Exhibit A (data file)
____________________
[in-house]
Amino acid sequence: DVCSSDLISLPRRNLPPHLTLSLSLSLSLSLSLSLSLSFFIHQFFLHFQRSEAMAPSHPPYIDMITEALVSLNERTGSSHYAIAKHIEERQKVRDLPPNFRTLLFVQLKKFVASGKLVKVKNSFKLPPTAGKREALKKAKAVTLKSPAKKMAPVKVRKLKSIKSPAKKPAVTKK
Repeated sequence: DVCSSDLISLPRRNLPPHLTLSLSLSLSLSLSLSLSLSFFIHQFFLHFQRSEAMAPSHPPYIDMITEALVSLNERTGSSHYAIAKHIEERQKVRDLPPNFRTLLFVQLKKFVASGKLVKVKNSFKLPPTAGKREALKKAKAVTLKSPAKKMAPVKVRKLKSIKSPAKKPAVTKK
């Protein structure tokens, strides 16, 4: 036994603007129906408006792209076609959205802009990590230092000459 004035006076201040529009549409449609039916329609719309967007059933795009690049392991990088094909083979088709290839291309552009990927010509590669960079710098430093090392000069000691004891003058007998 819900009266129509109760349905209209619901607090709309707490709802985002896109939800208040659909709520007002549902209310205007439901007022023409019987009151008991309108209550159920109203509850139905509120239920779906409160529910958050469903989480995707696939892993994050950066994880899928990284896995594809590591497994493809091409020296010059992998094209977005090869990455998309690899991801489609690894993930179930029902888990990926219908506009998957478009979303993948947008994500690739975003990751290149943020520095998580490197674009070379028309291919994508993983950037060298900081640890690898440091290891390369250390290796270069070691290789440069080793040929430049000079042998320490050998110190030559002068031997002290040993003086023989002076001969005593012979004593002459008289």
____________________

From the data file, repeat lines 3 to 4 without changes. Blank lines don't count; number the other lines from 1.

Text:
Repeated sequence: DVCSSDLISLPRRNLPPHLTLSLSLSLSLSLSLSLSLSFFIHQFFLHFQRSEAMAPSHPPYIDMITEALVSLNERTGSSHYAIAKHIEERQKVRDLPPNFRTLLFVQLKKFVASGKLVKVKNSFKLPPTAGKREALKKAKAVTLKSPAKKMAPVKVRKLKSIKSPAKKPAVTKK
């Protein structure tokens, strides 16, 4: 036994603007129906408006792209076609959205802009990590230092000459 004035006076201040529009549409449609039916329609719309967007059933795009690049392991990088094909083979088709290839291309552009990927010509590669960079710098430093090392000069000691004891003058007998 819900009266129509109760349905209209619901607090709309707490709802985002896109939800208040659909709520007002549902209310205007439901007022023409019987009151008991309108209550159920109203509850139905509120239920779906409160529910958050469903989480995707696939892993994050950066994880899928990284896995594809590591497994493809091409020296010059992998094209977005090869990455998309690899991801489609690894993930179930029902888990990926219908506009998957478009979303993948947008994500690739975003990751290149943020520095998580490197674009070379028309291919994508993983950037060298900081640890690898440091290891390369250390290796270069070691290789440069080793040929430049000079042998320490050998110190030559002068031997002290040993003086023989002076001969005593012979004593002459008289």